Hello Cat Lover!

Here's what's in this issue:

Dog saves kittens...
Pallas cat... a what?
Feral cats to be removed...
Abandoning cats, a sign of the times... by a guest writer
Useful products...
Cat trivia...
A bit of humor...

Sun Oct 26, 2008 __ Australia:

SYDNEY (Reuters) -- A dog was hailed as a hero on Sunday after
he risked his life to save a litter of newborn kittens from a house
fire, rescuers said.
In a case which contradicts the old saying, "fighting like
cats and dogs," the Terrier cross named Leo had to be revived with
oxygen and heart massage after his ordeal.
Fire broke out overnight at the house in Australia's southern
city of Melbourne, where he was guarding the kittens. Firefighters
who revived Leo said he refused to leave the building and was found
by them alongside the litter of kittens, despite thick smoke.
"Leo wouldn't leave the kittens and it nearly cost him his
life," fire service Commander Ken Brown told reporters. The four
kittens also survived the fire.

I'd like to offer my sincere condolences to Ed S. on the loss
of his beloved Sweet Pea recently. I tried to email Ed, but it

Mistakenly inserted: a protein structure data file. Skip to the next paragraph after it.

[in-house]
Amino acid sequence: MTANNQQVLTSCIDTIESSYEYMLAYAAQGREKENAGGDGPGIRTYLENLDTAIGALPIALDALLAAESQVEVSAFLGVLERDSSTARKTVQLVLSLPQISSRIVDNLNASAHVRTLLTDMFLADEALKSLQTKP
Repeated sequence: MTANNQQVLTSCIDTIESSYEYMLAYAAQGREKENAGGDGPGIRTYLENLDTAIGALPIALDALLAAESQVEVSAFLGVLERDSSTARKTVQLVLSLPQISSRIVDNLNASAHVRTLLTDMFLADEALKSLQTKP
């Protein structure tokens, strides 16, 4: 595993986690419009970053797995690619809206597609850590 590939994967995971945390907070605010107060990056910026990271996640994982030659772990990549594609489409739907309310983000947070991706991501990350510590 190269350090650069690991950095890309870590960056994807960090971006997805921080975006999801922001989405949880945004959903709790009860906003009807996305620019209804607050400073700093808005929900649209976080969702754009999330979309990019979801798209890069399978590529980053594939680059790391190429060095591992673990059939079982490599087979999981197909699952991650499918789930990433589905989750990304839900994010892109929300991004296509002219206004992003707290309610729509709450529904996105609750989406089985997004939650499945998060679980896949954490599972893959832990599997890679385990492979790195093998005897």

came back with some weird stuff in it (like spam), so I decided
I'd better try this avenue next. [ I don't want you to think I didn't try,
Ed. I think there might be something going on with your internet
account, though.]

Sweet Pea came into Ed's life only a few months ago and quickly
became a cherished companion. He was a kitten, but at 6 months
old, was diagnosed with an incurable disease and had to be "sent to
the Bridge" to end his suffering.

I'm sure the rest of us here share your pain, Ed, and wish you a measure
of comfort, too. We hope you are able to heal soon, and though you
will always miss the little guy, maybe there will be room for another
kitty at some point. There are many who need homes, and I'll bet
you will be able to love again.

WEB SITES to explore

Indigenous to the high altitude deserts and rocky areas of Asia,
including Tibet, there is a small cat known as the Pallas cat.
It was discovered in 1778 by a German naturalist, Peter Pallas.

In the wild, these cats feed on rodents, hares and sand grouse.